The stark reality is that in a global trade war, there are no winners, only losers. The magnitude of losses depends on how many rounds this lasts and how deep the retaliatory measures will be. In any event, African countries will suffer for the very reasons outlined above.
But what should African policymakers do in this scenario?
Ironically, as the rest of the world looks inward, Africa is looking to buck this trend via regional integration and increased co-operation. The adoption of the African Continental Free Trade Agreement (AfCFTA) in Kigali was an encouraging step in the right direction and demonstrated a willingness for leaders to craft African solutions to African problems.
That said, the proof will be in the pudding. The goal of creating the largest free trade zone is undoubtedly a positive one, but it is still aspirational.
The reality is that African most countries have very little control over the external environment and have limited policy flexibility, given their strained balance sheets and narrow revenue bases. Therefore, to limit the fallout, they need to prioritise measures that fall within control.
More specifically, sensible strategies would require a doubling down on sectors that are less dependent on the unpredictable trade actions of the US and China and seeking out new and diversified trade and investments sources. However, amidst the substantial risks from a global trade war, lie windows of opportunity. The US will need to find new suppliers for goods previously imported from the US or Europe, whilst China will be looking to find new markets for production that was destined for the US. Even if African countries capture a small portion of this dislocation by being alert and responsive, the upside could be significant.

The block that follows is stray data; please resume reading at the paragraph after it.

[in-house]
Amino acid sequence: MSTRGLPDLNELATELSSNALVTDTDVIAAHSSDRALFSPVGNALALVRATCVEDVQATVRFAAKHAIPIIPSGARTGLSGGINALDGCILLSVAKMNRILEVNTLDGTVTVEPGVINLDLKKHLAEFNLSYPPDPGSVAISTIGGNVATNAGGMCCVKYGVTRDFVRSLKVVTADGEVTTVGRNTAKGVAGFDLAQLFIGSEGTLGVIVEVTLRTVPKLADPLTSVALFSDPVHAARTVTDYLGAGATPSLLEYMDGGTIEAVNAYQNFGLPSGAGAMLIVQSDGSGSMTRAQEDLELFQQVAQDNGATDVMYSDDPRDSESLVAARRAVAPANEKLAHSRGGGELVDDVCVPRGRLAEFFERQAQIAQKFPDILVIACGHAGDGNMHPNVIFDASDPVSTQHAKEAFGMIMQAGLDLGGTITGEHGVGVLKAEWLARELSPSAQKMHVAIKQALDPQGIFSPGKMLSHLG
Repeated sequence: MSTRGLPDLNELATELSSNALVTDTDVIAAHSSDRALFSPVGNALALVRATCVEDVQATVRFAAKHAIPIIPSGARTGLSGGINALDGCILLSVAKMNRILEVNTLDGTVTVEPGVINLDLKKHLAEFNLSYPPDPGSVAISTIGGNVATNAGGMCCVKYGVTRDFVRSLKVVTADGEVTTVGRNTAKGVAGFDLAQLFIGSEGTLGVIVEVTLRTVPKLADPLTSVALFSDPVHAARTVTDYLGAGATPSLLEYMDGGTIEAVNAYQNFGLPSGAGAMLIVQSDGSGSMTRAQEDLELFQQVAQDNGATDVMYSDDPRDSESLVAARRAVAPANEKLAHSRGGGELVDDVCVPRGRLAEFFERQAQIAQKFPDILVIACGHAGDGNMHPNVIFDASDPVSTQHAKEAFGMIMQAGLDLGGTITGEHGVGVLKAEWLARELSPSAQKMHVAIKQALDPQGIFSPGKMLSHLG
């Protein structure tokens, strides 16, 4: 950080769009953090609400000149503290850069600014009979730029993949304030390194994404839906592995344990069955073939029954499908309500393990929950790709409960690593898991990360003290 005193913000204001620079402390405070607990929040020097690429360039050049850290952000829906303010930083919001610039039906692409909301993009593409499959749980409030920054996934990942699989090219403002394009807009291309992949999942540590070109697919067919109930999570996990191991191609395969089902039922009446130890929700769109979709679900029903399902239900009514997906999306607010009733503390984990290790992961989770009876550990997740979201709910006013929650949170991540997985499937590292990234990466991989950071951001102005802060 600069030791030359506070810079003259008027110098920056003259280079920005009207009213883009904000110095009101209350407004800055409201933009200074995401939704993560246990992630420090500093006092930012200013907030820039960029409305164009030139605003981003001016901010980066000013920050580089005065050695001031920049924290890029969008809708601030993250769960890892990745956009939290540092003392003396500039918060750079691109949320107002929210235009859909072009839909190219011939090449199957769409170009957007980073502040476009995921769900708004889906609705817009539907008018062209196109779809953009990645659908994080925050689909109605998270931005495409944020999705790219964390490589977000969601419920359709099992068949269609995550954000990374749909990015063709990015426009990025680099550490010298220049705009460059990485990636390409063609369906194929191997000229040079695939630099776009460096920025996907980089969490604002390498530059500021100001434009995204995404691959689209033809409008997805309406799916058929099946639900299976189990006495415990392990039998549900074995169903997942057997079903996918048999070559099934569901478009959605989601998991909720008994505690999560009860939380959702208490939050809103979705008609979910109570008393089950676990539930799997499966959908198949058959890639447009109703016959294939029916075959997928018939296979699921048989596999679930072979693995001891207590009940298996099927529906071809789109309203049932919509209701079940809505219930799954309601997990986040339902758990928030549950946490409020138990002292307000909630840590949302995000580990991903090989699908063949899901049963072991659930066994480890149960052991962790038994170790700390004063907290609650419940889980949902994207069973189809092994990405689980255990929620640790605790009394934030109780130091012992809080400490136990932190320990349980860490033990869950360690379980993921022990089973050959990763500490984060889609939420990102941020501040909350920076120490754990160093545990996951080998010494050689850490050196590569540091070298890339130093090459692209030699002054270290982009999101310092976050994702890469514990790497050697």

Neither of these solutions are easy or simple, but in the face of growing headwinds and well-documented structural imbalances, there is no room for complacency.
For African policymakers, the smartest strategy is therefore to “prepare for the worst and hope for the best.” This requires clear and coherent policy formulation, improvements in the ease and cost of doing business, greater integration — both on a regional and continental level. The prioritisation of strategically important sectors that exploit the windows of opportunity emerging as a result of the trade war will also be essential. Failure to do so will not be pretty.
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Ronak Gopaldas is director at Signal Risk an African risk advisory firm. His work focuses on the intersection of politics economics and business on the ...Read More +